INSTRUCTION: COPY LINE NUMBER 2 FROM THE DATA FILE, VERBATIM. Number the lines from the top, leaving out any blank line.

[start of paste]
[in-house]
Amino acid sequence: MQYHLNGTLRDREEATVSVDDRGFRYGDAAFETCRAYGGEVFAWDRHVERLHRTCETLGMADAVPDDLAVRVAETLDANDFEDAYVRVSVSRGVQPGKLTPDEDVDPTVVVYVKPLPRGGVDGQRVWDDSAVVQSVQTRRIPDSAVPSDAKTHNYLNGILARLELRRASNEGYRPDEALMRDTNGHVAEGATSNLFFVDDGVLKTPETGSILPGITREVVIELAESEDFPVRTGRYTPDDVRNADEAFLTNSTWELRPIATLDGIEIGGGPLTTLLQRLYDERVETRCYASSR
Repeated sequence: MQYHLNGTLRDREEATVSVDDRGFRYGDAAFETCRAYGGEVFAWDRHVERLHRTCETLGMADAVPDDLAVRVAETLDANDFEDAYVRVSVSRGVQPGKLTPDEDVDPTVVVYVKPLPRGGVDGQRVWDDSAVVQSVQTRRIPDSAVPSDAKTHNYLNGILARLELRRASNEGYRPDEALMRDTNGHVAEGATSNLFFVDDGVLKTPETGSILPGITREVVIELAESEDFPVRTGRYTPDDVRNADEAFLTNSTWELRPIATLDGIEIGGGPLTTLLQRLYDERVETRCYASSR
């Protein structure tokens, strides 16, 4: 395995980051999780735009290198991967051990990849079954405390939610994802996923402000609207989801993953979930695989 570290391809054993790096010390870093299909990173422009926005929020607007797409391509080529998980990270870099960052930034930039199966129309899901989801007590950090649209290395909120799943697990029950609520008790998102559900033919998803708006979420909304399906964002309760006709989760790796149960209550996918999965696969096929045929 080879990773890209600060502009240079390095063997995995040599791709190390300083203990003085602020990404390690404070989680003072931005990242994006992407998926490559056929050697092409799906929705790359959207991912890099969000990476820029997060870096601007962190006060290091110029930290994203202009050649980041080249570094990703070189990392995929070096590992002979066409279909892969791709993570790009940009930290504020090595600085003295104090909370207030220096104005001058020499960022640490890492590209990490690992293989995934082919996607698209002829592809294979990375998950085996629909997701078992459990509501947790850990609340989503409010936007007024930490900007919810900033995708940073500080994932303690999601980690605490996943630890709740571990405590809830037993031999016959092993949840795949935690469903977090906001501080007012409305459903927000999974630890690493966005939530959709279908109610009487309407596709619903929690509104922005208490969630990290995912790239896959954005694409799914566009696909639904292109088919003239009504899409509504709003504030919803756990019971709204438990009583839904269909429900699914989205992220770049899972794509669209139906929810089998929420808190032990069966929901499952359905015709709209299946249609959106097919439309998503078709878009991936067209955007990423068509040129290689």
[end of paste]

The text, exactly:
Amino acid sequence: MQYHLNGTLRDREEATVSVDDRGFRYGDAAFETCRAYGGEVFAWDRHVERLHRTCETLGMADAVPDDLAVRVAETLDANDFEDAYVRVSVSRGVQPGKLTPDEDVDPTVVVYVKPLPRGGVDGQRVWDDSAVVQSVQTRRIPDSAVPSDAKTHNYLNGILARLELRRASNEGYRPDEALMRDTNGHVAEGATSNLFFVDDGVLKTPETGSILPGITREVVIELAESEDFPVRTGRYTPDDVRNADEAFLTNSTWELRPIATLDGIEIGGGPLTTLLQRLYDERVETRCYASSR